Dan Slone

Dan Slone is a partner in the Richmond office of the international law firm McGuireWoods LLP. He represents property owners and localities developing innovative new land use strategies for more sustainable developments and open spaces, and he counsels product manufacturers regarding the unique opportunities and impediments facing green products. Over the last decade, Dan has represented numerous national and international nonprofits such as the USGBC, the Congress for the New Urbanism, the World Green Building Council and EcoDistricts. He serves on the boards of several nonprofits, including the Congress for the New Urbanism, the Form-Based Codes Institute, and Bioregional North America (One Planet Communities). In 2008 Dan and co-author Doris Goldstein wrote A Legal Guide to Urban and Sustainable Development for Planners, Developers and Architects. In 2007 the ULI published Developing Sustainable Planned Communities, which includes Dan’s chapter, “Maintaining Sustainability.” In August 2009 the ABA released Green Building and Sustainable Development: The Practical Legal Guide, which contains a chapter Dan wrote. Dan has written chapters on energy and legal arrangements in a book on eco-industrial development and a chapter in a recent book entitled Sustainable and Resilient Communities. He has numerous other publications, and speaks internationally on urbanism, sustainability, resilience and adaptation.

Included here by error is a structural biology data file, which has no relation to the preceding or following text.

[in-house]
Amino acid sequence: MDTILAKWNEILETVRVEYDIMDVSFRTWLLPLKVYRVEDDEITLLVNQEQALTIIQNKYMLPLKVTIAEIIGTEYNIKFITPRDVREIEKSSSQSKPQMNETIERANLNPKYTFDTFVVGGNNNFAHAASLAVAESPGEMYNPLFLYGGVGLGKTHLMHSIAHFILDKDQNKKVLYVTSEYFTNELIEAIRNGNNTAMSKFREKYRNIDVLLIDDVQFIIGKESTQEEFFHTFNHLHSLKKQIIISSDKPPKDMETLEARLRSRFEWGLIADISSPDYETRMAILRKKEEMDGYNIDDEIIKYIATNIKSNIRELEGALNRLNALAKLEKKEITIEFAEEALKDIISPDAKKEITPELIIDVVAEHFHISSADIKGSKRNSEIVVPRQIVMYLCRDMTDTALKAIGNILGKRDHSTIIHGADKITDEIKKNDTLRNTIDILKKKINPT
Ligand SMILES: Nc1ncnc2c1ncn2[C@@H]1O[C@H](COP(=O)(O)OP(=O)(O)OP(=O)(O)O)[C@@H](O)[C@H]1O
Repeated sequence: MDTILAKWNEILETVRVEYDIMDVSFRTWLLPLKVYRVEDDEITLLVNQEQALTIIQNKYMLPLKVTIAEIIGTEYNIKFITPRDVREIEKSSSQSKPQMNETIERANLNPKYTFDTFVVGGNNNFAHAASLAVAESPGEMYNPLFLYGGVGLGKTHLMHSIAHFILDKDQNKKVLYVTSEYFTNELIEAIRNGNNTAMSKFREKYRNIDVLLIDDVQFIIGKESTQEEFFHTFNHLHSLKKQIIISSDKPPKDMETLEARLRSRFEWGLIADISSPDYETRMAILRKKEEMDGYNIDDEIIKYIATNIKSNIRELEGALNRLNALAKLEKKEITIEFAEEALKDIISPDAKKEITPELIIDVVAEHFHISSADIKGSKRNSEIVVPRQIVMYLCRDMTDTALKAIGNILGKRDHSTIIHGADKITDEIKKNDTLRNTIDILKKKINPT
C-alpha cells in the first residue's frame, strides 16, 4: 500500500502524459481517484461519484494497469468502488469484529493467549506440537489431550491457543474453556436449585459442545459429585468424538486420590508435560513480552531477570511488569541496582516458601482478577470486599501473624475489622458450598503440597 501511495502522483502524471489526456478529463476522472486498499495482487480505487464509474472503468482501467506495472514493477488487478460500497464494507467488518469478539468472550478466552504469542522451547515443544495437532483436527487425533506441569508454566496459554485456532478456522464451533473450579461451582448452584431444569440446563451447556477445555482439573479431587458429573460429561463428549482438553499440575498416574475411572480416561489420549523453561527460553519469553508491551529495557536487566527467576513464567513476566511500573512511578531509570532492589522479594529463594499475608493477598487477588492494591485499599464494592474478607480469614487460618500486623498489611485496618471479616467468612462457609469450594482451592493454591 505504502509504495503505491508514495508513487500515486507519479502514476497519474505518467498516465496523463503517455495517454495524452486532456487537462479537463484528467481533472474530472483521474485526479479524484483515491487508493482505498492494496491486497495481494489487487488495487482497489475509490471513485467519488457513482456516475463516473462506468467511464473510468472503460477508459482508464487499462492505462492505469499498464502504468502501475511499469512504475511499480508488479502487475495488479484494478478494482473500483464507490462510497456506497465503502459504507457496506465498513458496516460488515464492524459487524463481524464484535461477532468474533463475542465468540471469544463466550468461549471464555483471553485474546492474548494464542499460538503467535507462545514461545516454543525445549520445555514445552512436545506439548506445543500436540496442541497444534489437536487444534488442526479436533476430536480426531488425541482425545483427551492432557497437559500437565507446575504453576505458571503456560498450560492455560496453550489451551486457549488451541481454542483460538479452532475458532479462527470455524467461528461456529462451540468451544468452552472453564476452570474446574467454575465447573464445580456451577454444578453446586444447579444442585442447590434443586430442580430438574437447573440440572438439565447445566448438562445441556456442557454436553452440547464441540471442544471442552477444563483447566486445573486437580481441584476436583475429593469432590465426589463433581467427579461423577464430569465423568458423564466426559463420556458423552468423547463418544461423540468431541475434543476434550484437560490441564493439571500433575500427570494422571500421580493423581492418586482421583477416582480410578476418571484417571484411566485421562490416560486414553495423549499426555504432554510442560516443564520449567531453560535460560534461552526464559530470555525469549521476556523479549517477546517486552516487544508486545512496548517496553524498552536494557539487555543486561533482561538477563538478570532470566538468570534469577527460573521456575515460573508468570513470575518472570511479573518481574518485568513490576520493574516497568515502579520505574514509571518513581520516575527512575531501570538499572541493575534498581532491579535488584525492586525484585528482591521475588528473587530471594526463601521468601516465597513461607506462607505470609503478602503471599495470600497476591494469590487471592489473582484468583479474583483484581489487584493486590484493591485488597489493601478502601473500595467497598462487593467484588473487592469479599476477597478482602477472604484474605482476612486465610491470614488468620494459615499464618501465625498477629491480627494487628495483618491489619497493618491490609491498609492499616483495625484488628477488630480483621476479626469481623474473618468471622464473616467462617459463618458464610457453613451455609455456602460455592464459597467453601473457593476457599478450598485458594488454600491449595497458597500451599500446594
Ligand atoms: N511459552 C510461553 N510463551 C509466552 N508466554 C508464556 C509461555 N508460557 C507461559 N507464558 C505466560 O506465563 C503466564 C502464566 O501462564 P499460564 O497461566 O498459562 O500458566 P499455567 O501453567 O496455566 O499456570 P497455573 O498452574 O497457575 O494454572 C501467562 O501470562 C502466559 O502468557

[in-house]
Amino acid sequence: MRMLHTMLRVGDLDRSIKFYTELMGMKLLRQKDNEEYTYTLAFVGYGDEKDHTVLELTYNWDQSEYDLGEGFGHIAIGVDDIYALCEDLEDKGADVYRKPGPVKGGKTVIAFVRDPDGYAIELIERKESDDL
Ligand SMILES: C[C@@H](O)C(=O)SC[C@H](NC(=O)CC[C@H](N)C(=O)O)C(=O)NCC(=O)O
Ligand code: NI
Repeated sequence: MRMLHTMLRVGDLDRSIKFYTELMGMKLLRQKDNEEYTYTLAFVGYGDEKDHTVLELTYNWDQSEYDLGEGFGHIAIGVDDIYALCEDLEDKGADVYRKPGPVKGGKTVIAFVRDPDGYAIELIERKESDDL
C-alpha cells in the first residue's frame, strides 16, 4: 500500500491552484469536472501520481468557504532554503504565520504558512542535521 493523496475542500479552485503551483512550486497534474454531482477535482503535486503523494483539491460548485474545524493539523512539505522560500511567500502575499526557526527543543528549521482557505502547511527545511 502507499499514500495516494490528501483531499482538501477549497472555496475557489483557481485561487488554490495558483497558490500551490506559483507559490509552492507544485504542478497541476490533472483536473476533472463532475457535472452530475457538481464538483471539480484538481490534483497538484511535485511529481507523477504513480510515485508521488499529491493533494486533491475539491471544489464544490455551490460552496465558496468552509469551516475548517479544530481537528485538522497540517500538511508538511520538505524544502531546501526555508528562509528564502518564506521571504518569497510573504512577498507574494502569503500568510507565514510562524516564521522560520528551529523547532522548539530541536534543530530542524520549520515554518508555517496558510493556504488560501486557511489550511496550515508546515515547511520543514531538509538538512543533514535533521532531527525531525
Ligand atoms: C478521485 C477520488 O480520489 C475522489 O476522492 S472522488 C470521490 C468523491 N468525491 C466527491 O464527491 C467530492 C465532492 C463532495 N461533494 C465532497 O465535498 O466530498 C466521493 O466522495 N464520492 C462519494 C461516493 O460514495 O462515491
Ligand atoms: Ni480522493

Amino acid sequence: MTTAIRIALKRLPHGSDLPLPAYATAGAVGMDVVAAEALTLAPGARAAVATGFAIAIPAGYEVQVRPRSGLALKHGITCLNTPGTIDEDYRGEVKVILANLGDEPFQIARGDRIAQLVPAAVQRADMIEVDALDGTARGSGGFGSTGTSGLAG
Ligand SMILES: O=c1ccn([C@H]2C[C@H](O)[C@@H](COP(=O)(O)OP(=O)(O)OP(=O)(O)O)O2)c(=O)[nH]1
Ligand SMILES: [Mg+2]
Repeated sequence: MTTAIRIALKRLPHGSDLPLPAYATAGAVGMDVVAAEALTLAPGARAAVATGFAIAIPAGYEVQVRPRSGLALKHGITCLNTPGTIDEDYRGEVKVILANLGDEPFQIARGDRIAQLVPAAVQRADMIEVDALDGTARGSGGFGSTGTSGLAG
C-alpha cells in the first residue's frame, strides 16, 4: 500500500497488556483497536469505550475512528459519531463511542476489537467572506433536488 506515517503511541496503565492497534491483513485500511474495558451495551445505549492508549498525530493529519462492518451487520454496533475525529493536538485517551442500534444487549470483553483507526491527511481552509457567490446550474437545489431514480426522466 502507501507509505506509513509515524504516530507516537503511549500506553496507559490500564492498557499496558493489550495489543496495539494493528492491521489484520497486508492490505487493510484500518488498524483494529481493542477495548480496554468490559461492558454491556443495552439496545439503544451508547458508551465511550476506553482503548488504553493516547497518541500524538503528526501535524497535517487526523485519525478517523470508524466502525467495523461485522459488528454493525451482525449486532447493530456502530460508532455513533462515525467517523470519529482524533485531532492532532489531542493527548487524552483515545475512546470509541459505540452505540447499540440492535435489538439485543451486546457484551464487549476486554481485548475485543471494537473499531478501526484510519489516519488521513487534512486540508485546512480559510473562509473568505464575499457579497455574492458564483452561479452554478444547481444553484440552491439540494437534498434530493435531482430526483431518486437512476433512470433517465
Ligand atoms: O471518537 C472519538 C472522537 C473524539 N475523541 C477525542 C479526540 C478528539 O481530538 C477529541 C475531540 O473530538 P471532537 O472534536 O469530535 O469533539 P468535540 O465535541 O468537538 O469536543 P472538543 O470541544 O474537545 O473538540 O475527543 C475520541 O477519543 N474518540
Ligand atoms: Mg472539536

Legislation Affecting Lean Urbanism

The legislation enabling building codes and other targets of Lean Urbanism is often inspired by straightforward protection of health, safety and welfare, but then comes to serve many other purposes. Environmentalists have sought for many years to reform codes for new buildings to allow greater innovation, and Smart Growth advocates have worked since the ‘90s to reform building rehab codes. In some ways these efforts have been very successful, while in others they have left in place many impediments to a certain scale of development. This scale of development occurs in the inner city and in severely damaged suburbs and rural villages, and becomes more valuable to a locality when the market for larger-scale development disappears and is very sensitive to cost, delay and complexity. Additionally, legislative interventions are necessary to remove regulatory barriers that inhibit robust development at this scale. The method for identifying appropriate legislative adjustments to the building codes can be applied to other regulatory scenes which interfere with the revitalization of neighborhoods.

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